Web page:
EditorialsBy Matt Bud, Chairman, The FENG

As they say, old habits die hard. Because we believe they work, we do the same things over and over again that we have learned over the course of our careers. Not to say we can’t be retrained, but it is hard.

Us financial types find it particularly hard. Part of the reason is that we generally have come to our decisions and ways of thinking the hard way — through detailed analysis. Why use one spreadsheet when several will do?

The most difficult belief I encounter requiring change is the nature of the next job that most folks are seeking. If ONLY there were really a job out there to take you through to retirement. No matter how much due diligence you do on any company, there will be things you will never find out until well after the time you are there. Not to say you shouldn’t do some research on the company and the executives, but if you are looking for nirvana, you may as well be waiting for Godot.

In 1982 I jumped from a stable yet boring career at CBS to be CFO of an advertising agency. Within 9 months of my joining they lost one of their larger and more profitable accounts and one of the 4 partners left the company. Did I mention we were at breakeven before that account left? It took several months to sort things out and rebuild and it was a scary time, but this “assignment” ended up lasting for a total of 9 years. Who knew? And, it could have gone seriously wrong. It just didn’t.

I have mentioned before that most of our members tend to move from larger companies to smaller ones. Still, the feedback I get is that those of you who are applying to larger firms are encountering age discrimination. Duh. Larger companies don’t tend to hire senior executives because they try to grow their own. When they parachute in folks at the top, out of the next layer of perhaps 12 executives the best 3 often leave the company. Is not hiring senior executives age discrimination, or is it just smart business?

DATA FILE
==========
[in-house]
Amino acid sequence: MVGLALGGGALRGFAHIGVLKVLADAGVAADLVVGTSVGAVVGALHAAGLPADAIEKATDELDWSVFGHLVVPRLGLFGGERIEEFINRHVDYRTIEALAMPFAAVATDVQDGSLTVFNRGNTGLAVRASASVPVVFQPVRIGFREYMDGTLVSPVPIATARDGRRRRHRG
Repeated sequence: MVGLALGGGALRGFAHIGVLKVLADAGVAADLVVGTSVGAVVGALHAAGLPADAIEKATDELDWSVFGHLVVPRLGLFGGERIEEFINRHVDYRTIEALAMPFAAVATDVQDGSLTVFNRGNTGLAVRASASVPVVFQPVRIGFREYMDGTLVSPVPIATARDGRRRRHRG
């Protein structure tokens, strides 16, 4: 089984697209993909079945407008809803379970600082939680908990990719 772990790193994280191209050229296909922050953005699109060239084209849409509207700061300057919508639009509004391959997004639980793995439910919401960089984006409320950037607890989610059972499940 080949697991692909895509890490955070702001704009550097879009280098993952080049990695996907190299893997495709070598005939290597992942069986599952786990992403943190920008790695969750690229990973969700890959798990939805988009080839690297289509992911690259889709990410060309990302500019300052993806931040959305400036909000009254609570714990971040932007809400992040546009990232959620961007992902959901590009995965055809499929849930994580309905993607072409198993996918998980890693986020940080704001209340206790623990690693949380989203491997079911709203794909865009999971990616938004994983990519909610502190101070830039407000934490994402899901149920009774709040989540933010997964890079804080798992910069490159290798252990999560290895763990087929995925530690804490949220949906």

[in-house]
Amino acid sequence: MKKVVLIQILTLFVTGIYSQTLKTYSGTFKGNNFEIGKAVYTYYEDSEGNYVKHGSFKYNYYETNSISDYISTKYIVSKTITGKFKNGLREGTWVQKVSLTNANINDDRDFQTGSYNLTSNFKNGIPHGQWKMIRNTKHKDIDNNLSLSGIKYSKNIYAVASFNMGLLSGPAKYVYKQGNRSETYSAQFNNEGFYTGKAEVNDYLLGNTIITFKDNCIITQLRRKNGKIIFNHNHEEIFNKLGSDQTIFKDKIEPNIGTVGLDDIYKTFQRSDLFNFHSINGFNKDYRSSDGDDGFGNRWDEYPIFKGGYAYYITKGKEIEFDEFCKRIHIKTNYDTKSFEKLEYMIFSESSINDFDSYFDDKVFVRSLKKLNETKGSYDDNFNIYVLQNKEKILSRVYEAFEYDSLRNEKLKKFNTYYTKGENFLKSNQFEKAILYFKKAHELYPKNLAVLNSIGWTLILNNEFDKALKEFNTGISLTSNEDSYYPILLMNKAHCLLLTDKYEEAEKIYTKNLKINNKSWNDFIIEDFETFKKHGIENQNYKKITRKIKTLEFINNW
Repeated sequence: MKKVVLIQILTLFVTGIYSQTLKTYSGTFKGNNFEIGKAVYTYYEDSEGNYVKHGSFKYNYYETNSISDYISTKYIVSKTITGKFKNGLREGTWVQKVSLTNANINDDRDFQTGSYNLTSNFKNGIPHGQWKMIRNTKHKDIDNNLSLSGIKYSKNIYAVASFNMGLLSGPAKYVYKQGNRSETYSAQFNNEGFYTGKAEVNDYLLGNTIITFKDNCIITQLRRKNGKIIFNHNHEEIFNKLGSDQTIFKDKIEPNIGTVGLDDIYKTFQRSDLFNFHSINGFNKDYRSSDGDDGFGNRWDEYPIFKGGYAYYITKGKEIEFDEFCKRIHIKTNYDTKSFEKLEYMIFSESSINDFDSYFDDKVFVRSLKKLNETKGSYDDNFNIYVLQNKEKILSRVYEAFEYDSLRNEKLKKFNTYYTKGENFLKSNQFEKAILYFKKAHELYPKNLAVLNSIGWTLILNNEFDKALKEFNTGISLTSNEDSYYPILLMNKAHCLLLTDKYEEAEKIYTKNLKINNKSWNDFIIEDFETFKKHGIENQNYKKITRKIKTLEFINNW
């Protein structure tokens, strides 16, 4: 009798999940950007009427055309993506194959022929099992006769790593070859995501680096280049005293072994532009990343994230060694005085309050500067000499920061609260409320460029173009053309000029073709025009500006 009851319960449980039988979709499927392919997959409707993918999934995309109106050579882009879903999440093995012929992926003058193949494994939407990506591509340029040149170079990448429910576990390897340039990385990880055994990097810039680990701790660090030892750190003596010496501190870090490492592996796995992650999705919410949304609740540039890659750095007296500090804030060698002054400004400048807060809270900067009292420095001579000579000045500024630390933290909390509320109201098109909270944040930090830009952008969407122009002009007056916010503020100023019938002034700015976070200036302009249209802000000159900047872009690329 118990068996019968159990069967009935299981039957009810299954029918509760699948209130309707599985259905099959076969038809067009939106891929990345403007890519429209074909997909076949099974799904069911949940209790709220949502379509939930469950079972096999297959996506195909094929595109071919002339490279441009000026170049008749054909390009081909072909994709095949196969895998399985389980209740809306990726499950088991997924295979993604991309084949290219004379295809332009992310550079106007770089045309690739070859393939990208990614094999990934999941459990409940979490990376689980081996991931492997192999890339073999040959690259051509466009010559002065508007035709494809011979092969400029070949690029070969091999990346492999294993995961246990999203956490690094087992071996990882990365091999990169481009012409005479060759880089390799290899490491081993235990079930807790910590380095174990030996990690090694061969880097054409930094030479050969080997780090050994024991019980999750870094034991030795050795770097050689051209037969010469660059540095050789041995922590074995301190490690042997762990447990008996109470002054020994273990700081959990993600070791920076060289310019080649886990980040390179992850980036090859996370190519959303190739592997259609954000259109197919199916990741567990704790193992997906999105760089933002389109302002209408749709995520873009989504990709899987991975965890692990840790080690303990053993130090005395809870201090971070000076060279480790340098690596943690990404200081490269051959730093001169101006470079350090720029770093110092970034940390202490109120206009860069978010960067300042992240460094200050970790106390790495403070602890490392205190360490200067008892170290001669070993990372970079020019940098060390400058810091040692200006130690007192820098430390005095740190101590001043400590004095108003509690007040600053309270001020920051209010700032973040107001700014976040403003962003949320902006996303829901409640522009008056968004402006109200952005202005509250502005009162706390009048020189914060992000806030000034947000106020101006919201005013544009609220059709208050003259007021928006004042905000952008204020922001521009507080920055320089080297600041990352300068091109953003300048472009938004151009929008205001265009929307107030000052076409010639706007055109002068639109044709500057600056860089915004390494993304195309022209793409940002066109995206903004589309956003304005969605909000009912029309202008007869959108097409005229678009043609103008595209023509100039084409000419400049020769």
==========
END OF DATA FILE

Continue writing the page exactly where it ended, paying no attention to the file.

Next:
Smaller firms are generally always in crisis. Their very size connotes a certain amount of instability and lack of scale. They hire senior executives because they DON’T have time for on the job training. They need folks who have “been there and done that.” The only problem is that they may not know they need you or that you can solve all their problems until you show up on a networking basis. They often are “in the market” for a new Chief Financial Officer only after you explain how you have solved problem XYZ before, which is the proverbial “monkey on their back.” Who knew there was actually someone who could solve it?

Let me also address the issue of how to get started. A hiring decision for someone of the stature of a member of our august body is a “big ticket decision” and often a huge mental hurdle for the management of a small company. Is it possible you can start on a consulting basis? Don’t make it into an all or nothing decision if you think there is opportunity staring you in the face.

The “nose in the tent” approach can get you in the door and allow you and the company to “try each other out” for a while. In the environment of small companies, this is often a good idea.

The nature of work and of finding “work opportunities” is always in a state of flux. Be inventive and open your mind to all the possibilities.

Regards, Matt

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